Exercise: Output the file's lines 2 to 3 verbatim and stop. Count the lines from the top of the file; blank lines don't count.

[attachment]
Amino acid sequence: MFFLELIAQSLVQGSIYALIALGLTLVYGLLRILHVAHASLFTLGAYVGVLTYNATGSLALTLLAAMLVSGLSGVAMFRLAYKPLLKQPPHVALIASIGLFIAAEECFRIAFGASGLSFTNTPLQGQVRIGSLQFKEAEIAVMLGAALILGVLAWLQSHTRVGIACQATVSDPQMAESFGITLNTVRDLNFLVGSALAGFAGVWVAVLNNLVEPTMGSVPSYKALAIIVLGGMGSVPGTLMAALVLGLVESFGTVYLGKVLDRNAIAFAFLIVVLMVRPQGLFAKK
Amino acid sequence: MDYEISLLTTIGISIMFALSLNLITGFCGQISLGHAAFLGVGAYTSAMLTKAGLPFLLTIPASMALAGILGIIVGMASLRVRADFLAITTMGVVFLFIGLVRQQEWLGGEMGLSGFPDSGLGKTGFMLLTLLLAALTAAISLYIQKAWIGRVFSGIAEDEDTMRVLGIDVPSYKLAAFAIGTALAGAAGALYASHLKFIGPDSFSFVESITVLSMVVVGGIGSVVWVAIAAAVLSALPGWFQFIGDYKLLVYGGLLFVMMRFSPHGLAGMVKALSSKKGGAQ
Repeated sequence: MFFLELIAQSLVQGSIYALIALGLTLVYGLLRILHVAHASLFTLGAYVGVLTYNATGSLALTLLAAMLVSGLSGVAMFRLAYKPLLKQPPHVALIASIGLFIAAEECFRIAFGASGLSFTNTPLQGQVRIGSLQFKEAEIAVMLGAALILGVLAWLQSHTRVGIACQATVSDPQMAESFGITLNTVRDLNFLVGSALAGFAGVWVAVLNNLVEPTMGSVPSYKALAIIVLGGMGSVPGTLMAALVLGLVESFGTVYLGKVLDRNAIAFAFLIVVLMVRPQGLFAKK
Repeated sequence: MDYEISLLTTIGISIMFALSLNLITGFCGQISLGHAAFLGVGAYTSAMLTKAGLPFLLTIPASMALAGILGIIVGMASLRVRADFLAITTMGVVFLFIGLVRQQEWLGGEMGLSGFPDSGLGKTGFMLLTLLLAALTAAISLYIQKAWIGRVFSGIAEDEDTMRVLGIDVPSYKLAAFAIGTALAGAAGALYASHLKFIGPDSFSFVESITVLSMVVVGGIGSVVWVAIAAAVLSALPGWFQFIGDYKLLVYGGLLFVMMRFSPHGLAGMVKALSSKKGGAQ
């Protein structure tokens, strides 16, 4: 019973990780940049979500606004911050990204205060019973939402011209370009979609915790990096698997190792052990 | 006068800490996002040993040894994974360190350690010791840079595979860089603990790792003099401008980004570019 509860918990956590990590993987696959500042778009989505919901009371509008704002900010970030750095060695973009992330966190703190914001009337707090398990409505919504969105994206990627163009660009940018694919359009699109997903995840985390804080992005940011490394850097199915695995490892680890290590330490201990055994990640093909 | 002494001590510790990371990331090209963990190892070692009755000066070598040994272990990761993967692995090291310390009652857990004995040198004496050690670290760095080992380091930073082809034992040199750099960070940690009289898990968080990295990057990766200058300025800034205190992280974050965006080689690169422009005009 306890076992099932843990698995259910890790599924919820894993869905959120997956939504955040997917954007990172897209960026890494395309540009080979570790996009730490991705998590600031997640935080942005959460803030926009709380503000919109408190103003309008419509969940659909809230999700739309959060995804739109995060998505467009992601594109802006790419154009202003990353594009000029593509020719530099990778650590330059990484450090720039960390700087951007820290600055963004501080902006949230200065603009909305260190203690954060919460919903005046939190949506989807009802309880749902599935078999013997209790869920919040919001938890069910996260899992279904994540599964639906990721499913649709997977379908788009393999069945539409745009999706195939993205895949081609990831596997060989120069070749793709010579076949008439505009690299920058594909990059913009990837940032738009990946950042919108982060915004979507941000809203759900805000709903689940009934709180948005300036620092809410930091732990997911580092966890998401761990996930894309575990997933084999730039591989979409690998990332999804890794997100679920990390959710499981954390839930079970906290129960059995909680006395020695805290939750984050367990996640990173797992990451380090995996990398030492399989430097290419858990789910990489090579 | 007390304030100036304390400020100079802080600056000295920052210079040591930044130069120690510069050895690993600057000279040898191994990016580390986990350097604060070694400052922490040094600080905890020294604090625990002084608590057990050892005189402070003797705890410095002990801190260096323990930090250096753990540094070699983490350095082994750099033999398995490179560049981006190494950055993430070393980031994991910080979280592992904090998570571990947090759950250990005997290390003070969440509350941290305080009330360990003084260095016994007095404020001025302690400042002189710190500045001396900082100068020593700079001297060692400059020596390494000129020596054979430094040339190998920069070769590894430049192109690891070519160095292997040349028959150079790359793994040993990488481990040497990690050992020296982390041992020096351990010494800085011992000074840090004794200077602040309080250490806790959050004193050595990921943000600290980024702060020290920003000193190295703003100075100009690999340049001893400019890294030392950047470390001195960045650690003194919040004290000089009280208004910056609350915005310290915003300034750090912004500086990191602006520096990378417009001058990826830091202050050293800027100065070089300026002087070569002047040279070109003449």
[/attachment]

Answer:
Amino acid sequence: MDYEISLLTTIGISIMFALSLNLITGFCGQISLGHAAFLGVGAYTSAMLTKAGLPFLLTIPASMALAGILGIIVGMASLRVRADFLAITTMGVVFLFIGLVRQQEWLGGEMGLSGFPDSGLGKTGFMLLTLLLAALTAAISLYIQKAWIGRVFSGIAEDEDTMRVLGIDVPSYKLAAFAIGTALAGAAGALYASHLKFIGPDSFSFVESITVLSMVVVGGIGSVVWVAIAAAVLSALPGWFQFIGDYKLLVYGGLLFVMMRFSPHGLAGMVKALSSKKGGAQ
Repeated sequence: MFFLELIAQSLVQGSIYALIALGLTLVYGLLRILHVAHASLFTLGAYVGVLTYNATGSLALTLLAAMLVSGLSGVAMFRLAYKPLLKQPPHVALIASIGLFIAAEECFRIAFGASGLSFTNTPLQGQVRIGSLQFKEAEIAVMLGAALILGVLAWLQSHTRVGIACQATVSDPQMAESFGITLNTVRDLNFLVGSALAGFAGVWVAVLNNLVEPTMGSVPSYKALAIIVLGGMGSVPGTLMAALVLGLVESFGTVYLGKVLDRNAIAFAFLIVVLMVRPQGLFAKK